Borrelia burgdorferi

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Borrelia burgdorferi
Borrelia burgdorferi (CDC-PHIL -6631) lores.jpg
Borrelia burgdorferi
Scientific classification e
Domain: Bacteria
Phylum: Spirochaetes
Order: Spirochaetales
Family: Spirochaetaceae
Genus: Borrelia
Species: B. burgdorferi
Binomial name
Borrelia burgdorferi
Johnson et al. 1984 emend. Baranton et al. 1992

Borrelia burgdorferi is a bacterial species of the spirochete class of the genus Borrelia. B. burgdorferi exists in North America and Europe and is the predominant causative agent of Lyme disease. Borrelia species are considered diderm (double-membrane) bacteria rather than Gram positive or negative.[1]


Lyme disease is a zoonotic, vector-borne disease transmitted by the Ixodes tick (also the vector for Babesia); the causative agent is named after the researcher Willy Burgdorfer, who first isolated the bacterium in 1982.[2] B. burgdorferi is one of the few pathogenic bacteria that can survive without iron, having replaced all of its iron-sulfur cluster enzymes with enzymes that use manganese, thus avoiding the problem many pathogenic bacteria face in acquiring iron.[3]

Clinical presentation of Lyme disease may include the characteristic bull's-eye rash and erythema chronicum migrans (a rash which spreads peripherally and spares the central part), as well as myocarditis, cardiomyopathy, arrythmia, arthritis, arthralgia, meningitis, neuropathies, and facial nerve palsy.[4]

Characteristic "bull's-eye" rash of Lyme disease

B. burgdorferi infections have been found in possible association with primary cutaneous B-cell lymphomas (PCBCLs),[5][6] where a review of the primary literature has, as of 2010, noted that most of the PCBLCs examined have been 'unresponsive' to antibiotics;[6]:846 hence, as in case of Chlamydophila psittaci association with ocular adnexal mucosa-associated lymphoid tissue (MALT) lymphoma, the working conclusion was that "if B. burgdorferi is truly associated with PCBCL, then there is wide geographic variability and other factors are probably involved".[6]:846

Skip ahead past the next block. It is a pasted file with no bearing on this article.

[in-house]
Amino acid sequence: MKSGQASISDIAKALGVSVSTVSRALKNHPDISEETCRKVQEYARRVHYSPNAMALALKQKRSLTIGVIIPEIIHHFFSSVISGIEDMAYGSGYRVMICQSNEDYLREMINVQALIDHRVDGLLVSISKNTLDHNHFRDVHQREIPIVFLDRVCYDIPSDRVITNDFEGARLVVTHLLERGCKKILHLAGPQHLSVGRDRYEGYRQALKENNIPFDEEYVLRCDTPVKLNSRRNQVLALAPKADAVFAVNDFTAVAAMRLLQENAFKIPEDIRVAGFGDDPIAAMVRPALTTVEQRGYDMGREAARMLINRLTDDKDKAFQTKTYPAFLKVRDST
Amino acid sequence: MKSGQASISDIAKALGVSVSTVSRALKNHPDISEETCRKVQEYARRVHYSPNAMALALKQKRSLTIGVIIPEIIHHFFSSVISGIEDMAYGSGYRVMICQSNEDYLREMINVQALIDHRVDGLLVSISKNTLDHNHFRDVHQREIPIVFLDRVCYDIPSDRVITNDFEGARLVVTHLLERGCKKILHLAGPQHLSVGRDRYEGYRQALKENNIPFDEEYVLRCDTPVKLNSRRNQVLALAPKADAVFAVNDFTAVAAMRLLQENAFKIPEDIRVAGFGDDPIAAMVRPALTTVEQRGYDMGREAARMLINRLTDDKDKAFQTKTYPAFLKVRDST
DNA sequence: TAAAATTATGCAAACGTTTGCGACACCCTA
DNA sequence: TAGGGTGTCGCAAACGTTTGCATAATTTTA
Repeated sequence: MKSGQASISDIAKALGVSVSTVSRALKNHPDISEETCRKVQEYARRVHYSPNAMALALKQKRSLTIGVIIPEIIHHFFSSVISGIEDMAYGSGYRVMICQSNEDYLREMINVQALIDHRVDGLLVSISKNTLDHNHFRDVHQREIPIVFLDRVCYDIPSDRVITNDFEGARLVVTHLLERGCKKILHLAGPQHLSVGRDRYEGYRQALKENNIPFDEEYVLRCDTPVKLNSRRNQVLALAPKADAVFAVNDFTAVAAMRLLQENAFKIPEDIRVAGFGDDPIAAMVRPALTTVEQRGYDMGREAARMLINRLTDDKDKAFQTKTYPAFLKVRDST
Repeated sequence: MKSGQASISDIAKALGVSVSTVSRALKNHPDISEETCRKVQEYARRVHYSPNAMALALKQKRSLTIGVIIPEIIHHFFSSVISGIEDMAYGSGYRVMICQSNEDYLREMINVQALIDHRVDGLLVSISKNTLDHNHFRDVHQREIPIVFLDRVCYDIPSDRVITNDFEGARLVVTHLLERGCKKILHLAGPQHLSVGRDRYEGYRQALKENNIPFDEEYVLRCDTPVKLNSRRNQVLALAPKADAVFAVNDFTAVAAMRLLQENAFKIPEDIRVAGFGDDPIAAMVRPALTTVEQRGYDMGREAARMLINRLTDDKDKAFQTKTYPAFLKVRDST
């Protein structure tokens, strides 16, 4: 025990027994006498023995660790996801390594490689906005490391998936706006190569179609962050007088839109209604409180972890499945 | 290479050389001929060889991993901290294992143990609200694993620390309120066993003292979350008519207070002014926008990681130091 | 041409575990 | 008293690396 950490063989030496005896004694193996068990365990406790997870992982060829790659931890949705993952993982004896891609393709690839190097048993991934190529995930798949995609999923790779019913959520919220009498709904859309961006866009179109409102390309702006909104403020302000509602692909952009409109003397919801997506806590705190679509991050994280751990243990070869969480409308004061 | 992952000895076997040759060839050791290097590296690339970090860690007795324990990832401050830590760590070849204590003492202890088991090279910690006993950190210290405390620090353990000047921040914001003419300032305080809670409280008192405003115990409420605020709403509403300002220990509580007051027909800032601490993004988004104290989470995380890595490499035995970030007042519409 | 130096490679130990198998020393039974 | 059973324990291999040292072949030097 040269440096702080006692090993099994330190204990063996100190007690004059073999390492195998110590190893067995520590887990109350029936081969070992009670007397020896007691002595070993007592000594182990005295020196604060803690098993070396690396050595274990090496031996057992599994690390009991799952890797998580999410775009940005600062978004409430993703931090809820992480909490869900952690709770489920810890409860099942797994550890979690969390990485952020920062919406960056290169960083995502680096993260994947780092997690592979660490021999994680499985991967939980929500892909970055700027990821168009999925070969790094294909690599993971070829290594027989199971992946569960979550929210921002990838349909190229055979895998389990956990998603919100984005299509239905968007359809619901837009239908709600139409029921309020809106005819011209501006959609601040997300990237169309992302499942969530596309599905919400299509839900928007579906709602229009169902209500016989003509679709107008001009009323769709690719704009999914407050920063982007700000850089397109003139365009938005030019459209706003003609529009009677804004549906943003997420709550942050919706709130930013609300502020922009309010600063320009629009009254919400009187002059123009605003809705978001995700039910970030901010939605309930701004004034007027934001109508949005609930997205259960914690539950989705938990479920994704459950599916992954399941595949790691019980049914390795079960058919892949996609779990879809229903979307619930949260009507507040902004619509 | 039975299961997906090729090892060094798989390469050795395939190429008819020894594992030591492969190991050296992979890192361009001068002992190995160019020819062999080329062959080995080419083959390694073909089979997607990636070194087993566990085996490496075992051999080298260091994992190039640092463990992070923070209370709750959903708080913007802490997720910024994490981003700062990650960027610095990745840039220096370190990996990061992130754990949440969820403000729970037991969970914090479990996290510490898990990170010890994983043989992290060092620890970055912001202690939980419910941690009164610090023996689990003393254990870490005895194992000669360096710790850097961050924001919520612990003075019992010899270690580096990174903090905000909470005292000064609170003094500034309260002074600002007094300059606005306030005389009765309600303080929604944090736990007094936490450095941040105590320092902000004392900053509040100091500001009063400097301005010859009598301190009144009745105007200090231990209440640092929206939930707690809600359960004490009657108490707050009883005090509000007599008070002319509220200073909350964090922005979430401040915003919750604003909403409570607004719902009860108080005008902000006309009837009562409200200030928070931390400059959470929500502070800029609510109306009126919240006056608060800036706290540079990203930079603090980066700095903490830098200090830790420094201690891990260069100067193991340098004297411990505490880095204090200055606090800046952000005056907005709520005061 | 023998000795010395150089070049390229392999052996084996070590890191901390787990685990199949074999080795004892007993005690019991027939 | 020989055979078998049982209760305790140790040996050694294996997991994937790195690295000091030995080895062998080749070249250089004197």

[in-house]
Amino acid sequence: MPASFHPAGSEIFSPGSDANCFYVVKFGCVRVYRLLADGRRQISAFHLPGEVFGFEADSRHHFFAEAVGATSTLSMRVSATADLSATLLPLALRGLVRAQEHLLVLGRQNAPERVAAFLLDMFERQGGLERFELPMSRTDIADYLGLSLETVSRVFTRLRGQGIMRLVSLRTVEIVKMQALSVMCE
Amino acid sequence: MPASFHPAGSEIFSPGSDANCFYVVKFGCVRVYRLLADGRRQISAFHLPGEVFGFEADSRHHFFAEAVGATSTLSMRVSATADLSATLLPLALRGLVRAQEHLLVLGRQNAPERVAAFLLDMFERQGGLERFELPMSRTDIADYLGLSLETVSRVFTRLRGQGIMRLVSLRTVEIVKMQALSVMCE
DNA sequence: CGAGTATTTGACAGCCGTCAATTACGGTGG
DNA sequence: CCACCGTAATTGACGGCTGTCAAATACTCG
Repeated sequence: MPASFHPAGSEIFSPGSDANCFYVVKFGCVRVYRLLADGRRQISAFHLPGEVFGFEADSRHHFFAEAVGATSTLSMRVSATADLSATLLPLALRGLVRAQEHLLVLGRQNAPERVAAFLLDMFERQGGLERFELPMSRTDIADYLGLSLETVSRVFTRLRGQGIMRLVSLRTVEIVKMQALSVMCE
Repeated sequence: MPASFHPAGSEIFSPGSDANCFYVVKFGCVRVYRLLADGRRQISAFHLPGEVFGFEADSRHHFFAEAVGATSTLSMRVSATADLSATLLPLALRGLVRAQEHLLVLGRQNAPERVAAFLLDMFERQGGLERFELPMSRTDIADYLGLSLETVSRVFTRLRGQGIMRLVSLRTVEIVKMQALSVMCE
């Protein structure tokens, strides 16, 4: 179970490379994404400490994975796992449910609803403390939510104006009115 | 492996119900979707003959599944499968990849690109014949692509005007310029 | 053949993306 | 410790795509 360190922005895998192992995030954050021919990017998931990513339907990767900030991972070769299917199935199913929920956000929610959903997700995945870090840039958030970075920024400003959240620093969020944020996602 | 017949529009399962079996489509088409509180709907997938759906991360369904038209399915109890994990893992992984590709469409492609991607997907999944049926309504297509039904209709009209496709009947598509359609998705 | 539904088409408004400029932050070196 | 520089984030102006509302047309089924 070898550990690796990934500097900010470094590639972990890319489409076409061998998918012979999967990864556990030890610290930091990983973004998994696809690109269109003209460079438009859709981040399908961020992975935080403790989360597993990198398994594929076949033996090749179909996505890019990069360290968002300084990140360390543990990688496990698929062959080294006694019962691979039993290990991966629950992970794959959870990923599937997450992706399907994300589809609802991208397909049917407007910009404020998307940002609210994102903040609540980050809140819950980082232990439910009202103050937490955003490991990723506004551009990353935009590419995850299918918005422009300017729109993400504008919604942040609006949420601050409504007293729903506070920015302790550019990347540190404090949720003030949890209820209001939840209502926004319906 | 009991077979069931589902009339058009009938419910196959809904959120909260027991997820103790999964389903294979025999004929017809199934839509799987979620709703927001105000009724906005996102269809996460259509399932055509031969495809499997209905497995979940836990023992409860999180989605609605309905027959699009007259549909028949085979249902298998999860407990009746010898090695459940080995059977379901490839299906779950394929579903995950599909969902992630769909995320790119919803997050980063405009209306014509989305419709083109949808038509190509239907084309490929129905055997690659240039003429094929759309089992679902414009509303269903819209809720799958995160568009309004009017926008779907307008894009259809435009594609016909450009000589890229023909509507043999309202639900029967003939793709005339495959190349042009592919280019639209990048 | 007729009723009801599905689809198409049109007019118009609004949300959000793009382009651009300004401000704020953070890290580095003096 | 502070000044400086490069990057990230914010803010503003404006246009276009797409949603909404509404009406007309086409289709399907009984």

Borrelia burgdorferi expresses at least seven plasminogen binding proteins for interference of factor H at the activation level. This is part of a complement system evasion strategy that leads to downstream blocking of immune response.[7]


Lyme disease, caused by B. burgdorferi from tick bites consist of three stages starting from initial bite. Stage 1 affects the area around the bite, with a rash or swelling possible. Stage 2 occurs weeks to months after; if l untreated, the bacteria spread through the body affect the heart, bones, and nervous system. Stage 3 occurs years after and chronic arthritis and neurological complications develop.[4]


B. burgdorferi resembles other spirochetes in that it is a highly specialized, motile, two-membrane, spiral-shaped bacterium that lives primarily as an extracellular pathogen. While only 0.2 to 0.3 μm wide, the cell length may exceed 15 to 20 μm.

B. burgdorferi is an anaerobic, motile spirochete with seven to 11 bundled perisplasmic flagella set at each end that allow the bacterium to move in low- and high-viscosity media alike, which is related to its high virulence factor. [8]